Despite which species of dog you have as a pet in your house, learning about the challenges will ease your problems.

I can’t say for sure, these two species will bond together, but there are techniques in this article that will ensure the safety of having rabbits and dogs together.

I will start by explaining the characteristics of these two animals first.

Qualities of rabbits.

Rabbits are small, cuddly pets. They are delicate and get nervous quickly.

Rabbits belong at the bottom of the food chain. Being prey animals, they tend to be scared very easily.

Even a loud bang can scare a rabbit very much. Trying to pet a rabbit by raising your pet rabbits in the wrong way will escalate stress in rabbits.

Stress in rabbits contributes to deteriorating their health condition. If you own a rabbit for some time, you might already know a tiny change in their environment can cause a rabbit to become sick.

Traits of dogs.

Dogs are loving animals. The loyalty of dogs towards their keeper is unquestionable.

Loyalty in dogs has made them loving pets in most residential houses today.

Apart from that, dogs are predators. Belonging at the top of the food chain, dogs have an instinct to attack danger in their territory. Not merely a threat, however, any prey animals that are smaller in size can bring out a dog’s natural ability. What is a dog’s instinct?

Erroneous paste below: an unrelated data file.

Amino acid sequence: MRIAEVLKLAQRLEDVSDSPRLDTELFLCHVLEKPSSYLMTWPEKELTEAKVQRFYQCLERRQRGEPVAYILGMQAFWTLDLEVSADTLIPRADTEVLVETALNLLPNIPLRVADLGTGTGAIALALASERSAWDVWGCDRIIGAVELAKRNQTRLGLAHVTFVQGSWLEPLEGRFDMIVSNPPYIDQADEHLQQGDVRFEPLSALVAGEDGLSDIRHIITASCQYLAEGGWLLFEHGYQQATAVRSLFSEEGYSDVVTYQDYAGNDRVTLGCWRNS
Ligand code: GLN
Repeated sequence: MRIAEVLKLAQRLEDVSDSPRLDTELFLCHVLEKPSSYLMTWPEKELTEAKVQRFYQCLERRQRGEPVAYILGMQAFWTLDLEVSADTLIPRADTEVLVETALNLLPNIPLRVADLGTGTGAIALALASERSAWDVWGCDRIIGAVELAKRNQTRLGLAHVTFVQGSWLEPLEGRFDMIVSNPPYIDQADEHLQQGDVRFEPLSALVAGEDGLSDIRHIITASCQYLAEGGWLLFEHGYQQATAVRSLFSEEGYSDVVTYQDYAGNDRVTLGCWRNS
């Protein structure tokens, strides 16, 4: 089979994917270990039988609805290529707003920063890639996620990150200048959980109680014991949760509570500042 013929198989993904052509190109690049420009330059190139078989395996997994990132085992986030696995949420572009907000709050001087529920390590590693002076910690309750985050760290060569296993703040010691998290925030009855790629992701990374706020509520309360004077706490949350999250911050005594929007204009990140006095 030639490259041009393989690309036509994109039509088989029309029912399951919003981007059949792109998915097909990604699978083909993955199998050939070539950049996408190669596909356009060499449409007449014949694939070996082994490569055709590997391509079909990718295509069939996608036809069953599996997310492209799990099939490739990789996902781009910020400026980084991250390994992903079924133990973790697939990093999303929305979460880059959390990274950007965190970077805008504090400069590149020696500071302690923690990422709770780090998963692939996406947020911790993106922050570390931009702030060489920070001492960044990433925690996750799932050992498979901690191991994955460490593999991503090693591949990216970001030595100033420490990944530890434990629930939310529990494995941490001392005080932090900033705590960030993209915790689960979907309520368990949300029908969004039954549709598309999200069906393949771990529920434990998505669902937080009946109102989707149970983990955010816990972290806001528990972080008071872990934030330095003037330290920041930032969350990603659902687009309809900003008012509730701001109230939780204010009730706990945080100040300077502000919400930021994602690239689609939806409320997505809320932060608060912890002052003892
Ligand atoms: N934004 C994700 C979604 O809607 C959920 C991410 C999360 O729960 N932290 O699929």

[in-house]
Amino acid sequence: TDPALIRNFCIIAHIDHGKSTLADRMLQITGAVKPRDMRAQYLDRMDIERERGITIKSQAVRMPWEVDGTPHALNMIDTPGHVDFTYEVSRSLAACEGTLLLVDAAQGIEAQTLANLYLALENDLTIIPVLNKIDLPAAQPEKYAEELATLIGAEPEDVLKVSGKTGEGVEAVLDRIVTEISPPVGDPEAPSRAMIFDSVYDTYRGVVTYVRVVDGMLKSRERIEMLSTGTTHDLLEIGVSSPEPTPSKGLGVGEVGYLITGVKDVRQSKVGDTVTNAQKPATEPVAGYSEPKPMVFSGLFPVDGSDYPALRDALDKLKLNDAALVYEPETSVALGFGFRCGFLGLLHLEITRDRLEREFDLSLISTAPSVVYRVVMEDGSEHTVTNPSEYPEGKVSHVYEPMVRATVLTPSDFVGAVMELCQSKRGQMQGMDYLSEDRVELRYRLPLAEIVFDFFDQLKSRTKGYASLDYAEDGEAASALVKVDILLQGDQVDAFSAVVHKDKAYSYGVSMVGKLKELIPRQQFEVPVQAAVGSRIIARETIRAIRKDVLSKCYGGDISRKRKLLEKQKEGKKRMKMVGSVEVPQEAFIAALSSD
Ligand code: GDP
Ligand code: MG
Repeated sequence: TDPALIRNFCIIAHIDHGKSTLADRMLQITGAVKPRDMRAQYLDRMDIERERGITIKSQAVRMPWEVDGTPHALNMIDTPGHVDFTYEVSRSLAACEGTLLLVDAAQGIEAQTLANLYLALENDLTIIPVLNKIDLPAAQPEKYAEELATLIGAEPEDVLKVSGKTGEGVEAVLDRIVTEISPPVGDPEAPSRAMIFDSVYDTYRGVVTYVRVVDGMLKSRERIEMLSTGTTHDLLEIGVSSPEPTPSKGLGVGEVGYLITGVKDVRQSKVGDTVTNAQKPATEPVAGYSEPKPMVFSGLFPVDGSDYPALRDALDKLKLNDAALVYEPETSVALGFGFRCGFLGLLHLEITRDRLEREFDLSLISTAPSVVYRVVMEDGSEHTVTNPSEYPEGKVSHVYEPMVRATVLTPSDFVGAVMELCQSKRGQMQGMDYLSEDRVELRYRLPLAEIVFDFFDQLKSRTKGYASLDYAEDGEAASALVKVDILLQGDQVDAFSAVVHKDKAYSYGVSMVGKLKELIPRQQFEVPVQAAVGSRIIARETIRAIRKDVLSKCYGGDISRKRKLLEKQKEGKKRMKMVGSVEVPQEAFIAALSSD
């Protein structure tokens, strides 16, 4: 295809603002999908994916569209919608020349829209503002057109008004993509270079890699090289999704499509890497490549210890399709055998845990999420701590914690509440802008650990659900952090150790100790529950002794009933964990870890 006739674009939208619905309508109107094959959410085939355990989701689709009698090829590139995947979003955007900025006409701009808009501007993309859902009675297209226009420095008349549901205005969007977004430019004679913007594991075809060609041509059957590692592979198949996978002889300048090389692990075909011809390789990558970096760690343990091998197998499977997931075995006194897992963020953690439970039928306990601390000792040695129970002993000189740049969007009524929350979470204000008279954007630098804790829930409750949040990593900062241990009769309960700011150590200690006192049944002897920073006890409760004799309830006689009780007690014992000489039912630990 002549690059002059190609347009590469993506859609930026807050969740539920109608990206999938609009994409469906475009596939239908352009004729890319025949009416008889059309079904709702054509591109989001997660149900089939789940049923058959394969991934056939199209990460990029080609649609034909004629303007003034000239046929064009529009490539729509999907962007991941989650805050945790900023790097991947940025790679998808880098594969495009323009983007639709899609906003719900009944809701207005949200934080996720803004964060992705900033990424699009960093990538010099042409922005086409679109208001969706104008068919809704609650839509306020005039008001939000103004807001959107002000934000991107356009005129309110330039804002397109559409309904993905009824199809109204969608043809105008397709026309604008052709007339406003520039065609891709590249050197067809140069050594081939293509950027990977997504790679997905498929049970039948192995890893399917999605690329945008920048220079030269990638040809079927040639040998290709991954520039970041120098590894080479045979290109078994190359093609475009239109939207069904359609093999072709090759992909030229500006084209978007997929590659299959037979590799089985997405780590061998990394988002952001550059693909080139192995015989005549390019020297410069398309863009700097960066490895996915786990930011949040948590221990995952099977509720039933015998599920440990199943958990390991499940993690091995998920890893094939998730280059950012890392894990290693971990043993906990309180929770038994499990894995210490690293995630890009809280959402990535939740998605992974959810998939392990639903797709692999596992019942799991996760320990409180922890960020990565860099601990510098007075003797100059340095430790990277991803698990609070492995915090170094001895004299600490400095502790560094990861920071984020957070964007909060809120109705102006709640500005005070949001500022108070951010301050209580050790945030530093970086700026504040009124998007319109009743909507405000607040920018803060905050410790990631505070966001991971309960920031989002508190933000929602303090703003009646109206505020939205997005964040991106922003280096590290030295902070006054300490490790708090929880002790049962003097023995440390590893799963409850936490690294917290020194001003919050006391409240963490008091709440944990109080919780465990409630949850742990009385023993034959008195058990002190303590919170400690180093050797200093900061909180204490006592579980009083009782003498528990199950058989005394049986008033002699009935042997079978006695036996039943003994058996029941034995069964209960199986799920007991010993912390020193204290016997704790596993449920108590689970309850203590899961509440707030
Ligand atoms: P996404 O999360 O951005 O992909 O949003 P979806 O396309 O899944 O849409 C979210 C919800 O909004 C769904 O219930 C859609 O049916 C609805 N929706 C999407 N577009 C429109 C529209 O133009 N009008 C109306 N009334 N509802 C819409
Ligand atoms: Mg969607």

It is to protect, guard, and hunt. A dog will not hesitate to put itself in danger to protect the owner.

Although in the end, all traits of dogs rely on one point:

How his/her guardian raises a dog.

Do rabbits and dogs get along?

Owning rabbits and dogs together is not a new thing. Many households have dogs and rabbits living together in harmony.

Nevertheless, every pet owner will answer you differently because everyone’s experiences are not alike.

There are multiple cases where a pet dog has severely injured a rabbit.

Although the pet dog was friendly with the rabbit somehow, the dog hurt the rabbit. It might have been an accident by the dog or perhaps intentional.

We, as guardians, can’t comprehend what has happened if we were not present in the scene.